Mike Frazier hails from the Shenandoah Valley in Virginia and it’s this region that informs and infuses his new album ‘Where The Valley Kissed The Sky’, with the singer/songwriter drawing on his observations -living and working in and around various towns in the valley.
The Shenandoah Valley is, apparently, an area that encompasses a range of communities from college towns to rural farms and is, by all accounts, a region that has experienced a lot of rapid cultural and economic upheaval in recent years and it’s this that provides a loose concept for Frazier’s songs; a concept that serves the album well.
It’s clearly a region that’s seen its fair share of difficulties, if Frazier’s songs are anything to go by. “You wonder why the mines went dry when your father made his way. No work or money for you now the needle takes the pain and they’re the ones to blame” from album opener ‘Southern Decay’ and there’s plenty more where that came from.
Frazier paints a depressing picture of run down communities dominated by tradition and lack of money and opportunity, with just the occasional glimpses of something more promising, whether that be love, as in the track ‘Lilac Glow’ – “So find me now southern bound off of Water Street, Your liliac glow always shows when I need it most. I’m better off here I know” – or the realisation of a better life, as in the closing track, ‘Farewell Annie’ and its recognition that life can change and that we all have the ability to turn around our fortunes and those of our family – “Found faith in your own worth now you finally have grown, you’re raising your kids better than you could have ever known”.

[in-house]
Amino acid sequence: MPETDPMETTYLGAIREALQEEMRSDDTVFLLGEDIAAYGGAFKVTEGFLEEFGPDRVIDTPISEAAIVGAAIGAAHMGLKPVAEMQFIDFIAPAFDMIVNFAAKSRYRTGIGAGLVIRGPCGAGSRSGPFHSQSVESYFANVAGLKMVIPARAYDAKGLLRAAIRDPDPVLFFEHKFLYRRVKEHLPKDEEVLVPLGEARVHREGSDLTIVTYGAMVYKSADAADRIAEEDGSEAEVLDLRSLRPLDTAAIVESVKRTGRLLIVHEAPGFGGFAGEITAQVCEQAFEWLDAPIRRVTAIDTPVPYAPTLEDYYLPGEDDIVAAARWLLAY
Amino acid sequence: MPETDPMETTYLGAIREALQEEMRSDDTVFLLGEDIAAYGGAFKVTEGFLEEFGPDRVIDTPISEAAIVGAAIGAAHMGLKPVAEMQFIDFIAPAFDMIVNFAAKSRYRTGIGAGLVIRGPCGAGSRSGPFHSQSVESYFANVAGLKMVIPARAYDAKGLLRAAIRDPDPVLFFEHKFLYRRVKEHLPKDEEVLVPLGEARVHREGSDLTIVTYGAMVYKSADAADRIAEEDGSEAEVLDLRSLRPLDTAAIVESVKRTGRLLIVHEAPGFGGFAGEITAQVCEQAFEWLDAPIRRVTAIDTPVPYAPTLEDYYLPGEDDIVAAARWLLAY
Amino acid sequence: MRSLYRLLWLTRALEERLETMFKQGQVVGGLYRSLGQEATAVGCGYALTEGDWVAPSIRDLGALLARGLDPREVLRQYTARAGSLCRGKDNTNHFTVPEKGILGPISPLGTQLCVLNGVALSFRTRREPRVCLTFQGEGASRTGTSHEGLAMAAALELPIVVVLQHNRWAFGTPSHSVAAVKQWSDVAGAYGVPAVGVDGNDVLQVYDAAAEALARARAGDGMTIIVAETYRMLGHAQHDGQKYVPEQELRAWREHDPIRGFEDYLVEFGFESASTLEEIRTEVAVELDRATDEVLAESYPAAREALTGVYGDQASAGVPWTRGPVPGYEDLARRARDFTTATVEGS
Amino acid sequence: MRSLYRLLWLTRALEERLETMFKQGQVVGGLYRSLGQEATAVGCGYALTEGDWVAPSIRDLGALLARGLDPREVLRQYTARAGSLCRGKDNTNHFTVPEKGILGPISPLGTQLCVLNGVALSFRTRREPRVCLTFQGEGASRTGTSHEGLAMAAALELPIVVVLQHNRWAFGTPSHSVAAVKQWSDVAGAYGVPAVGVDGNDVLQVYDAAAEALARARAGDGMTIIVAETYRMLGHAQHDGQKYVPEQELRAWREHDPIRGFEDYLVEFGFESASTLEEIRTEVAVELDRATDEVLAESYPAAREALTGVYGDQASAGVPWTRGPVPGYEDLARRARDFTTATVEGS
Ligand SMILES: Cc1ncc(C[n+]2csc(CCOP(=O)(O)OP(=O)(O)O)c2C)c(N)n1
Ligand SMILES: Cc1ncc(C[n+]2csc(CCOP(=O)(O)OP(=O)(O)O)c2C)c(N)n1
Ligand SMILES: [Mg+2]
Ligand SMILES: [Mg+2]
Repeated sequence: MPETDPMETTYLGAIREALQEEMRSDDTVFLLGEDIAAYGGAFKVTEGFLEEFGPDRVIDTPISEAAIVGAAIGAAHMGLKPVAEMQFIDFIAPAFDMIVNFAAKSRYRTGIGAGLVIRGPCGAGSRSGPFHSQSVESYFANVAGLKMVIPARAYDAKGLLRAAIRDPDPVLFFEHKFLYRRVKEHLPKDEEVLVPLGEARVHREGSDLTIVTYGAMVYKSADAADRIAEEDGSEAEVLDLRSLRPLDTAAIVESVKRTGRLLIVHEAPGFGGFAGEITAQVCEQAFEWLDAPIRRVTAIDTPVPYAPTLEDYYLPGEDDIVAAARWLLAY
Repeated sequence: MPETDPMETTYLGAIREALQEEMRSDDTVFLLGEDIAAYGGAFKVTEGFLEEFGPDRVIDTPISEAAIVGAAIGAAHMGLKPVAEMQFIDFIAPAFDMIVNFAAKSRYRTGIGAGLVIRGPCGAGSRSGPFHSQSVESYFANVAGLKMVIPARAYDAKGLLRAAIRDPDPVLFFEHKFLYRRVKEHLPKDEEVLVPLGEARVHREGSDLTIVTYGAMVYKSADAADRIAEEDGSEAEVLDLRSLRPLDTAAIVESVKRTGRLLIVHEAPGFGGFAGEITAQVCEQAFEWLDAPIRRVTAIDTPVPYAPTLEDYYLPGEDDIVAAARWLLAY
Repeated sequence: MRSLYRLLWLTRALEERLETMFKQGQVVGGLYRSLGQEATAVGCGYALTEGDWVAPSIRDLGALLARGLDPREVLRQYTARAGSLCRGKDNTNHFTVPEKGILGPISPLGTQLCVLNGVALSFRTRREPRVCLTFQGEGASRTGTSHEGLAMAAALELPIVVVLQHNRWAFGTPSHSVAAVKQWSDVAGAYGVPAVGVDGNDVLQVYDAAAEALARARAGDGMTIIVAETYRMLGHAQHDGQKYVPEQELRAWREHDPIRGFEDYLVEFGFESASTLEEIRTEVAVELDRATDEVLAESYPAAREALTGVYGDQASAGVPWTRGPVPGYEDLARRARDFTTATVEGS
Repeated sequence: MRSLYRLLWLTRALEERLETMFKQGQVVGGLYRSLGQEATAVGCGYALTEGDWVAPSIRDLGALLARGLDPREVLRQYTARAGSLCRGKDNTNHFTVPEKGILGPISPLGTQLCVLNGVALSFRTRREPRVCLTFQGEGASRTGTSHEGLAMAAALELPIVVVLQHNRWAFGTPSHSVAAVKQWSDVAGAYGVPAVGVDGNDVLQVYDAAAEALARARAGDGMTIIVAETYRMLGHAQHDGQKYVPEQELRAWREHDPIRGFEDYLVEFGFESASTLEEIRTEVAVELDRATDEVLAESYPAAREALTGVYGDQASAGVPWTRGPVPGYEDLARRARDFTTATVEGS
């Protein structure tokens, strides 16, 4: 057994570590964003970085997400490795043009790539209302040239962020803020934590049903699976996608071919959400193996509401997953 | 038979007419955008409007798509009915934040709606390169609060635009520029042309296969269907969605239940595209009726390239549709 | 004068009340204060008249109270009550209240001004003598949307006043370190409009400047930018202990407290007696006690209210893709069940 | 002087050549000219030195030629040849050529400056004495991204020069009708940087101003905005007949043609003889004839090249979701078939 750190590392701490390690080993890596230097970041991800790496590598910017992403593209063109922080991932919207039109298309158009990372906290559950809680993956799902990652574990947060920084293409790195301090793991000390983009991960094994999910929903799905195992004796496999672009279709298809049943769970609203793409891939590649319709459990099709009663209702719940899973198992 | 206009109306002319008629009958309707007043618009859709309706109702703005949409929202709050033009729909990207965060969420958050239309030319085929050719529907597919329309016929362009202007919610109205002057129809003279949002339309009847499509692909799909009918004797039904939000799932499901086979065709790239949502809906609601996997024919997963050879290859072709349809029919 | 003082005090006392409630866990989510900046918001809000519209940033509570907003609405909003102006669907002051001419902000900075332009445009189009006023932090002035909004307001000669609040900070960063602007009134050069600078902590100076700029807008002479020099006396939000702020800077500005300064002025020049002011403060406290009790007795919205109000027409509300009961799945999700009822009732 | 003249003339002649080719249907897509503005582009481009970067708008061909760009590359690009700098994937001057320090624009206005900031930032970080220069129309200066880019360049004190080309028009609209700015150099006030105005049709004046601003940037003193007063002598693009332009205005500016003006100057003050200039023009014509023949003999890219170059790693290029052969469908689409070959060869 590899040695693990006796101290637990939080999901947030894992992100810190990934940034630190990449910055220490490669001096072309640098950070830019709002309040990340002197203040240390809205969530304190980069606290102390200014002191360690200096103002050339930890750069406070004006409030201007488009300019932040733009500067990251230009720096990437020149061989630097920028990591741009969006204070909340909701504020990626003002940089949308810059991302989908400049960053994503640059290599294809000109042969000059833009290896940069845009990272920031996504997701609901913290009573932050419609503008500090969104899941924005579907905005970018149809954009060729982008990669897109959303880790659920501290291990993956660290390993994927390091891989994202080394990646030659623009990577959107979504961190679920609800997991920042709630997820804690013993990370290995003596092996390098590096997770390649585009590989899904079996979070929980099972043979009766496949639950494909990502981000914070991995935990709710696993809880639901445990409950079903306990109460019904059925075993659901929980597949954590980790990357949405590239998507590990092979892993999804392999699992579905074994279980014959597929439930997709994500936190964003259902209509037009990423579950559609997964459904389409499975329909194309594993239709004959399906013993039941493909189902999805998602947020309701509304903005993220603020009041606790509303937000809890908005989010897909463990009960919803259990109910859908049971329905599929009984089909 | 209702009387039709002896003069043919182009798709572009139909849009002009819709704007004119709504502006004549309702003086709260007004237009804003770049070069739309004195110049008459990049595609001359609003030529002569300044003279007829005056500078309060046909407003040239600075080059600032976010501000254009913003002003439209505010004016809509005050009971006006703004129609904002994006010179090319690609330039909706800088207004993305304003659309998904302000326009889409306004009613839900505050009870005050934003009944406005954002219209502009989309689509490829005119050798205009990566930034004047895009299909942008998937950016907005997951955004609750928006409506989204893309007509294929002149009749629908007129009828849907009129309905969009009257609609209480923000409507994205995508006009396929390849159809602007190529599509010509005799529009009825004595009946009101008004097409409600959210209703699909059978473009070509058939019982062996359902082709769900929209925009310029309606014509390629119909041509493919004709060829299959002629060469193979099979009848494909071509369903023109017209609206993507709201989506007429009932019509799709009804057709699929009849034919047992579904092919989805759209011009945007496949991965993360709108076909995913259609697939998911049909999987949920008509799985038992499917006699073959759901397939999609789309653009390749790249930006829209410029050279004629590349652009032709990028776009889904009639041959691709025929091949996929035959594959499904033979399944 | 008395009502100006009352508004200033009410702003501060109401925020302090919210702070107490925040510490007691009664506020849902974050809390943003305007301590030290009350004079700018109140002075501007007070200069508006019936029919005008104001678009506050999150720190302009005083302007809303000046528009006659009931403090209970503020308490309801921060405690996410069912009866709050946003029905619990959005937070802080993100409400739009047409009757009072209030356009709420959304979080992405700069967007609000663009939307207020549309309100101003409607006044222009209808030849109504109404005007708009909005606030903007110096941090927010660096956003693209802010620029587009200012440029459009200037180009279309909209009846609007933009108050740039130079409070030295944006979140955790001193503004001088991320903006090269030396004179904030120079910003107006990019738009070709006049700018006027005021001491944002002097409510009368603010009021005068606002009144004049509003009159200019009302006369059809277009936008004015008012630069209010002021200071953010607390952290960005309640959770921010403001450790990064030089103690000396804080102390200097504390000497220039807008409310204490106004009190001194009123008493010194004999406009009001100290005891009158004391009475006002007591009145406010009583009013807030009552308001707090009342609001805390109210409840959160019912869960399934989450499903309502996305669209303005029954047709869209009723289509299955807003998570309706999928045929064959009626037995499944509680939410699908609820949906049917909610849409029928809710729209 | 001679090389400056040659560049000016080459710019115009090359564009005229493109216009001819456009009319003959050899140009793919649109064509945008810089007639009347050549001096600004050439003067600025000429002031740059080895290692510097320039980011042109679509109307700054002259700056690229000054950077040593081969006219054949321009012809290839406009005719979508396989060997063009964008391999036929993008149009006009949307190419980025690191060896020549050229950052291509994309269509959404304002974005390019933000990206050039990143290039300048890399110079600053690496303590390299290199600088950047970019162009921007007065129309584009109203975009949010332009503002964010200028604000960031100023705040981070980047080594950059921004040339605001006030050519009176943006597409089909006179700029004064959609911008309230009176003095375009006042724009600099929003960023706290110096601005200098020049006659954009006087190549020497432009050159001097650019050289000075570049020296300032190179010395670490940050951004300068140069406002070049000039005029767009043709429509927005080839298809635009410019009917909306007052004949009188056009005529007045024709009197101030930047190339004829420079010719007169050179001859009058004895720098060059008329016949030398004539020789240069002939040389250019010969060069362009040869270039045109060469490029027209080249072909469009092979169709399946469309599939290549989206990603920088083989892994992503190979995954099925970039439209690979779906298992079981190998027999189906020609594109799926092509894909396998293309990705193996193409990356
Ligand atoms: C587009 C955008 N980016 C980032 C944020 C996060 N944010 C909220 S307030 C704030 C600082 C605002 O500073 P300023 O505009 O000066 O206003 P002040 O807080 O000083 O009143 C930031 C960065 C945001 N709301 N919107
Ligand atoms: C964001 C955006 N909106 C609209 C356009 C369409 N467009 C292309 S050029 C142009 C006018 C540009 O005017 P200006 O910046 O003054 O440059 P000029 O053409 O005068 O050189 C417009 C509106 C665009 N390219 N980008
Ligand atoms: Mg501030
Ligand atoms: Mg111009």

In general, these are good songs – but we’ve heard it all before. It wouldn’t be unreasonable to compare this album to Springsteen’s ‘Ghost of Tom Hoad’; or to any other number of similar albums and songs looking to address the downside of the American Dream. Frazier writes a decent song and delivers those songs well but there is a constant feeling of deja vu. The songs are well written, but they’re not outstanding songs and they really don’t raise themselves up above the mountain of similar material washing around in the Alt Country/Folk Rock/Americana universe. And some of Frazier’s influences are worn too heavily on his sleeve – he openly talks of CSN&Y as being an influence and tracks like ‘Wedding Day’, with its harmonica led intro, sound almost like a Neil Young cover track rather than a subtly influenced original.
Mike Frazier is a good artist and the album has a lot going for it, not least some excellent musicianship from the band assembled here and some great production from Erik Romero but, ultimately, the music lacks originality and the ability to stand out from the herd.